The Grand Canal
The Canalazzo aka the Grand Canal is the most important waterway of Venice, about 3800 meters long, it splits the city in two. Seen from the sky Venice looks like a big fish, which is not bad for a city so intertwined with the sea.
The Grand Canal is like a thick dark line that creates a big S inside the fish. On each side, there are many magnificent buildings dated between the XII and XVII centuries that testify to the wealth and rare aesthetic of the “Serenissima Republic”. This particular waterway was the main vein of trade of the Republic since the early Middle Ages.
It was through the Grand Canal that the heavy cargo ships (some were over 400 tons) sailed inside the core of the city-state. It is on the Grand Canal that the Fondaci were born. The Fondaco was a sort of big warehouse and inn for merchants coming from every part of the world. There are 4 bridges crossing the Grand Canal, each built in a different era.
The most recent one is the Ponte della Costituzione (the Constitution Bridge), also known as the Calatrava Bridge (from the name of the Spanish Architect who drew the project) and inaugurated on Sept. 11, 2008. It links the Train Station Area with Piazzale Roma. Right after it, there is the Ponte degli Scalzi (the Barefoot Bridge) just in front of the Train Station.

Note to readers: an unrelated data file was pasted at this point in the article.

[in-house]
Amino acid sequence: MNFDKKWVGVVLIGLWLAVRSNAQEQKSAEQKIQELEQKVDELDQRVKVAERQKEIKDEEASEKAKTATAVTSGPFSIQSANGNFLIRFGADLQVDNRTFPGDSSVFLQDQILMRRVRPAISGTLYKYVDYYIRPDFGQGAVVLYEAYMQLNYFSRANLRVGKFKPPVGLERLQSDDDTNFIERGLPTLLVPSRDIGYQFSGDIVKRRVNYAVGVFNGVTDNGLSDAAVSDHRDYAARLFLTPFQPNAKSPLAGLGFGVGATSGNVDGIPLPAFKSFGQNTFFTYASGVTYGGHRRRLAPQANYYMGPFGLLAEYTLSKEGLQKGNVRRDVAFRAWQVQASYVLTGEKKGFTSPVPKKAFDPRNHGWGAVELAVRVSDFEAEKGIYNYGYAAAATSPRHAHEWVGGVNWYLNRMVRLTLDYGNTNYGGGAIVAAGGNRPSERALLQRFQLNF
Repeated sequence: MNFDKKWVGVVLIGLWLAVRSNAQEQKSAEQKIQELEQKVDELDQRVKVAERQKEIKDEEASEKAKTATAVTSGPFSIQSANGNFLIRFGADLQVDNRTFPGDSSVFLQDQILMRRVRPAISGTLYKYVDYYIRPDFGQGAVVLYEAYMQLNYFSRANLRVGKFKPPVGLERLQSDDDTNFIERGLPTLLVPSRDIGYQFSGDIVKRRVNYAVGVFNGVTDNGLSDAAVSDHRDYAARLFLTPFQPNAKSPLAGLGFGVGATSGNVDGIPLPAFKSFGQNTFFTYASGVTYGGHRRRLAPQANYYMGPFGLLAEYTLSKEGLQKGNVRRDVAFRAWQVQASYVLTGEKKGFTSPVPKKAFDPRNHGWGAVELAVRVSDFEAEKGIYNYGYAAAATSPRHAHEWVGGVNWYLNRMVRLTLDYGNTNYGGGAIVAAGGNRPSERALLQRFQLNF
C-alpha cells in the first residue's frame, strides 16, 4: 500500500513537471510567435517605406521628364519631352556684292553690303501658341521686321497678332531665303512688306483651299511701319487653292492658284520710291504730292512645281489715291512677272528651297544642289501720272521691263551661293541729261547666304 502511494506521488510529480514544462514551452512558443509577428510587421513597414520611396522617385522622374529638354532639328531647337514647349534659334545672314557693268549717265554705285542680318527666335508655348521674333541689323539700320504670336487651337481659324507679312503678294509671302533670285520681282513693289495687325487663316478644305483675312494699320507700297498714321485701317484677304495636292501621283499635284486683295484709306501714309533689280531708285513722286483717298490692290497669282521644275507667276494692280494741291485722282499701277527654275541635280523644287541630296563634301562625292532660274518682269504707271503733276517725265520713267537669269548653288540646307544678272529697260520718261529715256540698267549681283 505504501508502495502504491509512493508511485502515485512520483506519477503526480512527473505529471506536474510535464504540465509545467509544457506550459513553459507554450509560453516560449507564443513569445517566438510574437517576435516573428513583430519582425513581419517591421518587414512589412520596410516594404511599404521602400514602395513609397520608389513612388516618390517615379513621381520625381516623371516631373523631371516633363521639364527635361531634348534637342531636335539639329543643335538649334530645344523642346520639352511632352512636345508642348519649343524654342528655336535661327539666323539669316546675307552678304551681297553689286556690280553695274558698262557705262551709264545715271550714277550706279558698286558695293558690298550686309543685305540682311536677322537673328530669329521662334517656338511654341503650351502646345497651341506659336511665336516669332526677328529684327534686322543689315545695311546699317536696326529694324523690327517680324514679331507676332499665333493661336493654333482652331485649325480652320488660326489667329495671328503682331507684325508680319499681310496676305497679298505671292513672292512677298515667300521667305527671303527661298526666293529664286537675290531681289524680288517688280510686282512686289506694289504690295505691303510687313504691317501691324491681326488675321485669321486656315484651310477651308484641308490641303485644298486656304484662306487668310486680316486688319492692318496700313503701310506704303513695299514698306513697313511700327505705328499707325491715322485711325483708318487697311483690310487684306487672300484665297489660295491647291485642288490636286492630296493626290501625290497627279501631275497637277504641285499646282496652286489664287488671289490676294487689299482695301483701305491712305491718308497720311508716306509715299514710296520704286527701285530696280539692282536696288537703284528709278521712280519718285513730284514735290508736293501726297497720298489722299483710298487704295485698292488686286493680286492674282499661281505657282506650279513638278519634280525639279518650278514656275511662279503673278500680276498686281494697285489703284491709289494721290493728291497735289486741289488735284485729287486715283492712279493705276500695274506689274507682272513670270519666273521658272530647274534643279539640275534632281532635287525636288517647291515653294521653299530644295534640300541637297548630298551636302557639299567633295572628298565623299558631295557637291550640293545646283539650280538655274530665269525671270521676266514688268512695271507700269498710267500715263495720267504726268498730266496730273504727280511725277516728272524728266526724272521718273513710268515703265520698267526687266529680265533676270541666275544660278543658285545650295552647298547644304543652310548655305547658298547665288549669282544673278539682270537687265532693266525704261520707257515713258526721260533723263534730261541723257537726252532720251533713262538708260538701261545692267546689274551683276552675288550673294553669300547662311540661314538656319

Proceeding towards Saint Mark’s Square we find the Rialto Bridge, certainly the most important and famous one, once made of wood. It used to be a drawbridge that allowed the crossing of the canal to sailing ships when Rialto was the ancient port of the city.
The last bridge we meet is Accademia Bridge still a temporary structure made out of wood. It is a very important link between Dorsoduro and Saint Mark’s square. These four bridges are not the only way to cross the Canal Grande: a quite cheap gondola (traghetto) service takes people from one side to the other.
The Grand Canal ends in Saint Mark’s where the spectacular view of the basin opens wide in front of us. On the right side the Church Santa Maria della Salute and the Punta della Dogana (Custom Point), on the left the extraordinary view of Saint Marks’ Square, the Doge’s Palace, the Basilica, and the dominating Bell Tower, the so-called “El Paron de Casa” the master of the house.
The Grand Canal was, and still is, the most ambitious place to live. All palaces on this waterway (with no pedestrian access from the Canal) were built and embellished by the most important noble families of the City. The best way (the only one !!) to see all the palaces is by water bus: sit back, relax and enjoy the splendor passing by! (Description by http://www.venice-tourism.com/)